If we are to deal meaningfully with crime, what must be seen is the dehumanizing effect on the individual of slums, racism, ignorance and violence, of corruption and impotence to fulfill rights, of poverty and unemployment and idleness, of generations of malnutrition, of congenital brain damage and prenatal neglect, of sickness and disease, of pollution, of decrepit, dirty, ugly, unsafe, overcrowded housing, of alcoholism and narcotics addiction, of avarice, anxiety, fear, hatred, hopelessness and injustice. These are the fountainheads of crime.
Not so. If we are to deal meaningfully
with crime, what must be seen is its relationship with the female-headed family. Most criminals come from female-headed families. Most gang members come from female-headed families. Most addicts come from female-headed families. Most rapists come from female-headed families. Most educational failures come from female-headed families. Every presidential assassin before Hinckley came from a female-headed family or one in which he had an impossibly bad relationship with his father. Most illegitimate births occur to females who themselves grew up in female-headed families.
If we are to deal meaningfully with crime, what we must do is reduce the number of female-headed families; what we must do is prevent the divorce courts from expelling half of society's fathers from their homes; what we must do is terminate a welfare system which displaces millions of men from the principal male role, that of family-provider. What we must do is make the father the head of the family.
female role, says Margaret Mead, is a biological fact; the male role is a social creation. This is the primary reality concerning human society. Motherhood has been the dominant feature of mammalian life since its beginning some two hundred million years ago, most conspicuously since the great reptiles became extinct and the Age of Mammals began sixty-five million years ago. Fatherhood in the sense of major male participation in reproduction is only a few million years old. Fatherhood in the sense of male headship of families is only a few thousand years old.
What is happening to our society is that it is discarding patriarchal sexual regulation and reverting to the primeval mammalian pattern of a reproductive unit consisting of the mother and her offspring, the male putting in an appearance to perform his minuscule sexual function and then disappearing or being hauled away to the sausage factory or being reduced to the role of stud who can be discarded when his female tires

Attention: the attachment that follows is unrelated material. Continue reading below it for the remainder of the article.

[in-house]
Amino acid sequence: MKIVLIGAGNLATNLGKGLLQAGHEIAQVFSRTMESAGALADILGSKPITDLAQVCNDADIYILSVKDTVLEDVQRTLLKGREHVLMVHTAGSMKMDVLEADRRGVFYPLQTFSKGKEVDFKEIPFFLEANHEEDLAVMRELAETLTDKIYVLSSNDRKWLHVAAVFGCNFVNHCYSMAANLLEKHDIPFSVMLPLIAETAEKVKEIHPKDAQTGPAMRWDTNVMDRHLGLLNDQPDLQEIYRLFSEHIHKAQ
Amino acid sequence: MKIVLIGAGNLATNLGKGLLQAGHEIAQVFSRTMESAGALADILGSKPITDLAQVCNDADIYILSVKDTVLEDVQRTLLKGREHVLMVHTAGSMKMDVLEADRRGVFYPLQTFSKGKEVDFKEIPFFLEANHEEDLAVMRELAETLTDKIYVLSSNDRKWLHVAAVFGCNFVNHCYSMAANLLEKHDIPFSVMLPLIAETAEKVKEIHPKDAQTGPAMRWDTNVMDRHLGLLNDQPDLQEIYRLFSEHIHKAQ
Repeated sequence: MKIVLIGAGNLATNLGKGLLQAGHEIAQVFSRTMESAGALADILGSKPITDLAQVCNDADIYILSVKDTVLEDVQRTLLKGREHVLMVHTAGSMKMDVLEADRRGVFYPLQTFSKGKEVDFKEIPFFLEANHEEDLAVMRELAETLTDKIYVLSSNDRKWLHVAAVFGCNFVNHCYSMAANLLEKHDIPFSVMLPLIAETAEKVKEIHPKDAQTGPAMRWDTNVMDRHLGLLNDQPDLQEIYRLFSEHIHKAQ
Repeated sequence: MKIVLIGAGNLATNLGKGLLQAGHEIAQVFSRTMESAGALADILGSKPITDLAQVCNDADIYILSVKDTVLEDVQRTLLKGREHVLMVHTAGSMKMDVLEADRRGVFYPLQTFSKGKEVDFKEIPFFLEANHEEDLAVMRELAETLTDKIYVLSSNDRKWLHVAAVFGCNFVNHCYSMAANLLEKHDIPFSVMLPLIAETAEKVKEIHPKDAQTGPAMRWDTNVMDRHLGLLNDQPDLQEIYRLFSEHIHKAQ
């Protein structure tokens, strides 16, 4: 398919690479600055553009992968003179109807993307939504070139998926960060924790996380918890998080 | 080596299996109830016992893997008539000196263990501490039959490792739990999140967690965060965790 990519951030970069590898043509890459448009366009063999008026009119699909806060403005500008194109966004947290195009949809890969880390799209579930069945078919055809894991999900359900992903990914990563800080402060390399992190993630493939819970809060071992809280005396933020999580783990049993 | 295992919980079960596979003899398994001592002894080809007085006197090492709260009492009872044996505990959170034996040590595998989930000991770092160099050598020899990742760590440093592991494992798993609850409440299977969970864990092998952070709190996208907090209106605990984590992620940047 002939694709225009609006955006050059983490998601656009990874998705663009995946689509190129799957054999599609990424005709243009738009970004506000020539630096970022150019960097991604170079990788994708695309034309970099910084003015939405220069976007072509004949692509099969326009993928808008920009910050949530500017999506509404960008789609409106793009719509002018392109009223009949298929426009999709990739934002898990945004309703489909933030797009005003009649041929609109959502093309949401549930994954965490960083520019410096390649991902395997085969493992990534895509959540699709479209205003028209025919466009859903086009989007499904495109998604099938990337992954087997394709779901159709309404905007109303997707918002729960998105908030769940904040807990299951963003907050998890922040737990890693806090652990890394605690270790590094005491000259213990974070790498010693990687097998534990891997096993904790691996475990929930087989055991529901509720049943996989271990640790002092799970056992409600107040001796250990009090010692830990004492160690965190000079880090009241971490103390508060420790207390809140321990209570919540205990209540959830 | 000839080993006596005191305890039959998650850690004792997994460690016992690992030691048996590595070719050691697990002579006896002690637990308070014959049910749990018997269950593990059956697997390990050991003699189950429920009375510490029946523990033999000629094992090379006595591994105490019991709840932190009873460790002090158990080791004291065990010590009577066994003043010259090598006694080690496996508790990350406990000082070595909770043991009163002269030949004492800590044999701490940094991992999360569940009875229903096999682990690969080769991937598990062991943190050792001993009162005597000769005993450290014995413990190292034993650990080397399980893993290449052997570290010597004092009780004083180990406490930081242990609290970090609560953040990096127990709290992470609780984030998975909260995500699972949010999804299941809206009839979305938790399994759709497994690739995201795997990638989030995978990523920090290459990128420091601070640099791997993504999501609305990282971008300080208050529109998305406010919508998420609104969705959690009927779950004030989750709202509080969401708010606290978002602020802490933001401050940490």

of him. "Men and women," rejoices feminist-anthropologist Helen Fisher, "are moving toward the kind of roles they had on the grasslands of Africa millions of years ago....Human society is now discovering its ancient roots....The recent trend toward divorce and remarriage is another example of a throwback to earlier times....[T]he so-called new extended family [read: broken family] may actually have evolved millennia ago....At long last, society is moving in a direction that should be highly compatible with our ancient human spirit....The 'traditional' role of women is a recent invention."
Biologically speaking, it is indeed a recent invention, scarcely older than the civilization which it made possible and which emerged coevally with it and created the wealth which reconciled women to accepting it. But women's new economic independence is leading them to yearn for a return to the prehistoric mammalian arrangement. "[W]herever women are economically powerful," says Fisher,
"divorce rates are high. You see it in the Kung and you see it in the United States." Let's say, wherever women are economically powerful and there are no social guarantees to ensure male headship of families, divorce rates are high--such being the case among the Kung and the Americans. The Kung have no social guarantees to ensure male headship of families because the Kung never emerged from the Stone Age. The Americans have no social guarantees to ensure male headship of families because there exists an elementary confusion in the heads of policy makers, lawmakers and judges, who imagine that the obvious strength of the biological tie between the mother and the infant (the "biological fact" Margaret Mead refers to) means that it requires their assistance. A biological fact does not require the services of the legal system. What does require these services is the weakest biological link in the family, the role of the father. It was the creation of this role--only a few thousand
years ago--which made patriarchal civilization possible. Prior to that, mankind had to muddle through the million years of the Stone Age with the female-headed reproductive arrangements of the ghetto, the barnyard and the rain forest.
ANNEX TO CHAPTER I
The Annex is an essential part of the argument of this book and logically belongs at this point in the text. To place it here, however, would be placing a stumbling block in front of the reader, asking him to plow through fifty pages of tedious documentation, filled with repetitious overkill, proving the assertions made in Chapter I. Like the textual notes in an edition of Shakespeare, which nobody reads and which only one reader in hundreds consults, it has to be in the book but it does not have to be read. It is enough that the reader should know that there exists (and can be consulted on pages 000-000) proof that the
high-crime, low- achieving areas of society are those with the greatest numbers of families headed by women and that the low-crime, high-achieving groups in society are those with stable, patriarchal families--that the feminist/sexual revolution and its attempt to impose a social organization based on female kinship is a failure and that it is necessary to return to a social organization based on male kinship.